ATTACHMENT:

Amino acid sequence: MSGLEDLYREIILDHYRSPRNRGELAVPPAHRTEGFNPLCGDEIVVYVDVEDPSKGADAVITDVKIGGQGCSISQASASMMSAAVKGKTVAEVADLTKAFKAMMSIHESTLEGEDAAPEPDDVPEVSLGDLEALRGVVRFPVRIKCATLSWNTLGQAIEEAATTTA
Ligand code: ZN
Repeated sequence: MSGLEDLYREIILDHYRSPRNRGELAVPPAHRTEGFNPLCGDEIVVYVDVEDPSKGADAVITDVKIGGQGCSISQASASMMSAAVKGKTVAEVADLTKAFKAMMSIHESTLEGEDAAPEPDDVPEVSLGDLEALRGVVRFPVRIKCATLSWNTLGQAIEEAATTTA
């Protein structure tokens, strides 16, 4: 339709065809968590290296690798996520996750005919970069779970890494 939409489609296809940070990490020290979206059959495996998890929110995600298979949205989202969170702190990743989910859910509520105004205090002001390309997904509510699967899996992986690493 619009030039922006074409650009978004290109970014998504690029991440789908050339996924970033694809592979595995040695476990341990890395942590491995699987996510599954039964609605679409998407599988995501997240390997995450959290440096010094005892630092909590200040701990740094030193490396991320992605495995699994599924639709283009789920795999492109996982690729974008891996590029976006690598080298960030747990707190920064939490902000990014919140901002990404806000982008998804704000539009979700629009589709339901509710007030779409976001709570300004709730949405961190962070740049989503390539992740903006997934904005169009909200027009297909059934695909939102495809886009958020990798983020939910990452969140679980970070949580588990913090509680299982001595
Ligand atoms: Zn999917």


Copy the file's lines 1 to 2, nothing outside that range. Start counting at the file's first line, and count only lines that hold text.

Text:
Amino acid sequence: MSGLEDLYREIILDHYRSPRNRGELAVPPAHRTEGFNPLCGDEIVVYVDVEDPSKGADAVITDVKIGGQGCSISQASASMMSAAVKGKTVAEVADLTKAFKAMMSIHESTLEGEDAAPEPDDVPEVSLGDLEALRGVVRFPVRIKCATLSWNTLGQAIEEAATTTA
Ligand code: ZN